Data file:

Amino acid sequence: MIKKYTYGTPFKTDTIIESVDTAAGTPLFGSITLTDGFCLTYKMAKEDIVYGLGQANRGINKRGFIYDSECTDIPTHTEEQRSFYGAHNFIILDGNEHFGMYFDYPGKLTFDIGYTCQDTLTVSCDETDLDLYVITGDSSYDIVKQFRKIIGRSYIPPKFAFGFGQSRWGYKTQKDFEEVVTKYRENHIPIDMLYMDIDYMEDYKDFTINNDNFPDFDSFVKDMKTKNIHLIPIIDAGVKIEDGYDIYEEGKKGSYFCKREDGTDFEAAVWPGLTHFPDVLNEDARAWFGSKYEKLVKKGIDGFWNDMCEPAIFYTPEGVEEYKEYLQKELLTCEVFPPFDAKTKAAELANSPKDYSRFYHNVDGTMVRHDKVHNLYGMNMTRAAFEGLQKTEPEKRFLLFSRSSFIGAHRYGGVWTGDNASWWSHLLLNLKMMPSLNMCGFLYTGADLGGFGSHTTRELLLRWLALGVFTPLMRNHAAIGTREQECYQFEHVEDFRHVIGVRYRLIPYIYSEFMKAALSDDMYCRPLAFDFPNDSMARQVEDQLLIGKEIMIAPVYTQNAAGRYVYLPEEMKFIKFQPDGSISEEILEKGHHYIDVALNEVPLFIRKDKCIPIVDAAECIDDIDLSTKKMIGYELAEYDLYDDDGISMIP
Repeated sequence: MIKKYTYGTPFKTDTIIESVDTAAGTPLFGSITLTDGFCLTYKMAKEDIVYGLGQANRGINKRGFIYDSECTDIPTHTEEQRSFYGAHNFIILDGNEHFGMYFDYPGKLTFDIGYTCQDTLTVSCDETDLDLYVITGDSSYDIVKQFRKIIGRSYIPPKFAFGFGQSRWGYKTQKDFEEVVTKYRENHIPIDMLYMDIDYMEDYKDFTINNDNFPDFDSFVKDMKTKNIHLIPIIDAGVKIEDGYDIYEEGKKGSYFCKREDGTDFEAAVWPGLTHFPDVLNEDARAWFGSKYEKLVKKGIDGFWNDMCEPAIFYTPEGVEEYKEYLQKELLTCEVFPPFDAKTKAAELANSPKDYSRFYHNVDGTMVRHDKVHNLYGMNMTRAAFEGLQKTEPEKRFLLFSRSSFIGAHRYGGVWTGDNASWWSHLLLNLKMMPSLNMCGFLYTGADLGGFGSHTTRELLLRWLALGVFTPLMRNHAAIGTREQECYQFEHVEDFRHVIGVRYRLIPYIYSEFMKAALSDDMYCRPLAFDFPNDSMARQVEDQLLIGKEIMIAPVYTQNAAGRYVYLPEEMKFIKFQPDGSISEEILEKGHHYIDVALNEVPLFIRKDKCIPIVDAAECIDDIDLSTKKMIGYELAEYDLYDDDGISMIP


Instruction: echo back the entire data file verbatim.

Amino acid sequence: MIKKYTYGTPFKTDTIIESVDTAAGTPLFGSITLTDGFCLTYKMAKEDIVYGLGQANRGINKRGFIYDSECTDIPTHTEEQRSFYGAHNFIILDGNEHFGMYFDYPGKLTFDIGYTCQDTLTVSCDETDLDLYVITGDSSYDIVKQFRKIIGRSYIPPKFAFGFGQSRWGYKTQKDFEEVVTKYRENHIPIDMLYMDIDYMEDYKDFTINNDNFPDFDSFVKDMKTKNIHLIPIIDAGVKIEDGYDIYEEGKKGSYFCKREDGTDFEAAVWPGLTHFPDVLNEDARAWFGSKYEKLVKKGIDGFWNDMCEPAIFYTPEGVEEYKEYLQKELLTCEVFPPFDAKTKAAELANSPKDYSRFYHNVDGTMVRHDKVHNLYGMNMTRAAFEGLQKTEPEKRFLLFSRSSFIGAHRYGGVWTGDNASWWSHLLLNLKMMPSLNMCGFLYTGADLGGFGSHTTRELLLRWLALGVFTPLMRNHAAIGTREQECYQFEHVEDFRHVIGVRYRLIPYIYSEFMKAALSDDMYCRPLAFDFPNDSMARQVEDQLLIGKEIMIAPVYTQNAAGRYVYLPEEMKFIKFQPDGSISEEILEKGHHYIDVALNEVPLFIRKDKCIPIVDAAECIDDIDLSTKKMIGYELAEYDLYDDDGISMIP
Repeated sequence: MIKKYTYGTPFKTDTIIESVDTAAGTPLFGSITLTDGFCLTYKMAKEDIVYGLGQANRGINKRGFIYDSECTDIPTHTEEQRSFYGAHNFIILDGNEHFGMYFDYPGKLTFDIGYTCQDTLTVSCDETDLDLYVITGDSSYDIVKQFRKIIGRSYIPPKFAFGFGQSRWGYKTQKDFEEVVTKYRENHIPIDMLYMDIDYMEDYKDFTINNDNFPDFDSFVKDMKTKNIHLIPIIDAGVKIEDGYDIYEEGKKGSYFCKREDGTDFEAAVWPGLTHFPDVLNEDARAWFGSKYEKLVKKGIDGFWNDMCEPAIFYTPEGVEEYKEYLQKELLTCEVFPPFDAKTKAAELANSPKDYSRFYHNVDGTMVRHDKVHNLYGMNMTRAAFEGLQKTEPEKRFLLFSRSSFIGAHRYGGVWTGDNASWWSHLLLNLKMMPSLNMCGFLYTGADLGGFGSHTTRELLLRWLALGVFTPLMRNHAAIGTREQECYQFEHVEDFRHVIGVRYRLIPYIYSEFMKAALSDDMYCRPLAFDFPNDSMARQVEDQLLIGKEIMIAPVYTQNAAGRYVYLPEEMKFIKFQPDGSISEEILEKGHHYIDVALNEVPLFIRKDKCIPIVDAAECIDDIDLSTKKMIGYELAEYDLYDDDGISMIP